Editor’s Note: Julian Zelizer is a professor of history and public affairs at Princeton University, and author, with Kevin Kruse, of the new book “Fault Lines: A History of the United States Since 1974.” Follow him on Twitter at @julianzelizer. The opinions expressed in this commentary are his own. View more opinion at CNN.
Many political observers are struggling to figure out what the President’s game plan is for 2020, and no wonder: This week was hard to believe. The President announced that he would support new health care legislation to replace Obamacare, but then backed away when congressional Republicans said no.
Although Trump initially supported the full release of the Mueller report, the President shifted gears, suggesting he would be open to its remaining private. He shows no interest in stepping back from his fights with the Democratic House. He continues to accuse them of “presidential harassment” as they seek the Mueller report, his tax returns, testimony about the decisions behind the granting of White House security clearances and more.
He told the NATO secretary general that his father was born in Germany, which he was not. After threatening to close the southern border, which would cause economic havoc, he said he will instead hold off for a year.
Then there was the speech to the National Republican Congressional Committee, when President Trump baselessly suggested that noise from wind turbines causes cancer and went on to predict that his remarks – which were being broadcast on C-SPAN – would be leaked.
His rallies, as an article in the Atlantic explains, have been a smorgasbord of one-liners and disconnected rambling. “Recent appearances seem untethered to any sort of strategy to drive a policy agenda ahead of the 2020 presidential election,” writes Peter Nicholas.
With all this chaos, what is the President’s strategy for winning re-election?
In fact, chaos is the strategy. Using it, President Trump hopes to defeat Democrats in a massive game of prevent defense.
Trump has always perceived the news media to be the central arena through which he fights his battles. An avid consumer of cable news and now a social media fanatic, the President has been less interested in old-fashioned grassroots electoral work than in dominating the national agenda. His rallies are more about putting on a show for the cameras than in making sure his support on the ground is solid.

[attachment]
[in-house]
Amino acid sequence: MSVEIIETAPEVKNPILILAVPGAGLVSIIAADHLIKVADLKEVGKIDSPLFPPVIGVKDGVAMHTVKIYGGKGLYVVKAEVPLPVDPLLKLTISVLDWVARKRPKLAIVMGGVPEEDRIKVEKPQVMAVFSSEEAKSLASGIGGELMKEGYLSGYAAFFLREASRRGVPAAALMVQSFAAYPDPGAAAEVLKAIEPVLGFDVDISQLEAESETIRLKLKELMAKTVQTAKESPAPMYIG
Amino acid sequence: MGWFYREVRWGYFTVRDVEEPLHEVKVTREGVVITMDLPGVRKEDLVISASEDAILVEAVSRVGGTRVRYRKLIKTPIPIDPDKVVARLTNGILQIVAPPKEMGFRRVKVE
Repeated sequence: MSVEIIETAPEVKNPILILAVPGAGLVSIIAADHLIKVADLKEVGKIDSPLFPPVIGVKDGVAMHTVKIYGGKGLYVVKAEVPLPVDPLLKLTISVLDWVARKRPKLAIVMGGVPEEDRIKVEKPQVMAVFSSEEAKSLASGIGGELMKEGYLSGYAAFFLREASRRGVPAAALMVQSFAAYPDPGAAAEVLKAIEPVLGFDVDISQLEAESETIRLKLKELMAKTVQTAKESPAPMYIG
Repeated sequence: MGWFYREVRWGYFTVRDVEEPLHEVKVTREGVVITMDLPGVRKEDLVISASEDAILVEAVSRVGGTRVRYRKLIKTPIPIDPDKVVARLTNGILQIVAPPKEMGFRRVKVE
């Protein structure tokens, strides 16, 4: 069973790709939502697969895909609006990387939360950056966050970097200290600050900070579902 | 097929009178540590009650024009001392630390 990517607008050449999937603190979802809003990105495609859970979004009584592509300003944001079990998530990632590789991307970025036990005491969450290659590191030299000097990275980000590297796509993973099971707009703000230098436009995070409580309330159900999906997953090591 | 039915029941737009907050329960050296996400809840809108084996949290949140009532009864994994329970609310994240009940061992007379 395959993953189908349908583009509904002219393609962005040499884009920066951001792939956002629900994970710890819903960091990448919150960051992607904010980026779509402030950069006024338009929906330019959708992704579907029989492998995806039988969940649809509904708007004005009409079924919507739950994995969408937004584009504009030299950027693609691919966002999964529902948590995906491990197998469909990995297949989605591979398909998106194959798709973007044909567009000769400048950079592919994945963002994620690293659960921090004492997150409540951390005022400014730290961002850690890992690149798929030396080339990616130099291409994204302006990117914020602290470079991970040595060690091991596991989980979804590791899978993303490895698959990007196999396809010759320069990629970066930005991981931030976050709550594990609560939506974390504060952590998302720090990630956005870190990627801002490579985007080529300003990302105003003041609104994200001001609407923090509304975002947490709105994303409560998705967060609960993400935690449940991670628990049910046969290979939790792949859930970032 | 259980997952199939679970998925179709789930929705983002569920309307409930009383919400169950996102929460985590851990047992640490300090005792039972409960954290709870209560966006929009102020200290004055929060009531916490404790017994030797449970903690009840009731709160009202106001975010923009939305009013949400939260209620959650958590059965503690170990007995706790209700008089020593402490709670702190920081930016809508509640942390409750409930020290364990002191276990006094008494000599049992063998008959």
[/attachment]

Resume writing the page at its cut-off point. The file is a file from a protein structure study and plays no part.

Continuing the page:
The President intends to use his mastery of the media cycle to totally control the agenda throughout the next two years, making it difficult – if not impossible – for Democrats to discuss their own ideas.
Even the ongoing controversy over seeing the Mueller report continues to push away opportunities for Democratic candidates to debate policy issues.
At some level there is a logic to such a plan. After all, Democrats are on strong ground when it comes to a large number of policies – health care, climate change, gun control – and more. Given the President’s low national approval ratings, there is also a good chance that the Democratic candidate will be seen in a more favorable light than the President. But if they get drowned out by coverage of Trump, that’s better for the President.
Trump will do everything possible to keep Democrats out of the media other than in the light he wants to paint them. As he has done since day one in the Oval Office, Trump will continually blitz the nation with controversy, inanity, outrage and fierce polemical attacks so that in each minute of the day reporters, producers, editors, bloggers and tweeters can’t resist offering some kind of response.
And Trump has one major advantage over most of his competitors. He is willing to say almost anything – true, twisted or totally false – to gain attention. He lacks the restraints that still keep many other politicians in check.
Trump’s chaos will make the media playing field rough for Democrats. They will need to figure out a way to cut through the President’s noise and to steal attention away from the shiny object that is the President of the United States.
Democrats will have the extraordinarily challenging task of restraining themselves from always being the position of reacting to what the President has to say or they will risk drowning their own campaign strategy and message. Democrats might have more popular policy stances and a candidate with higher favorability ratings – but the impact will be diminished if they get lost in the Trumpian frenzy.
It is far from clear that the President’s chaos strategy is a path to easy re-election. After all, he is playing prevent defense even though he is not ahead in the score. Yes, he is the President of the United States and that counts for a lot politically. But his national standing is extremely weak, his legislative record remains thin, and Democrats showed in the midterms the kind of electoral gains they can secure if they handle the challenge the right way. He is riding a very strong economy, although there has been growing evidence of underlying weaknesses such as slowing job growth in the manufacturing sector.
Democrats might decide to double down on old-fashioned organizing and grassroots work if they determine that there will simply be a limited opportunity to inject their candidates into the national media conversation. Or the primaries and caucuses might produce a winning candidate who has a vision of how to be heard over the President’s rhetorical bombs. But one thing is clear, the chaos strategy can be extremely effective, and Democrats ignore it at their peril.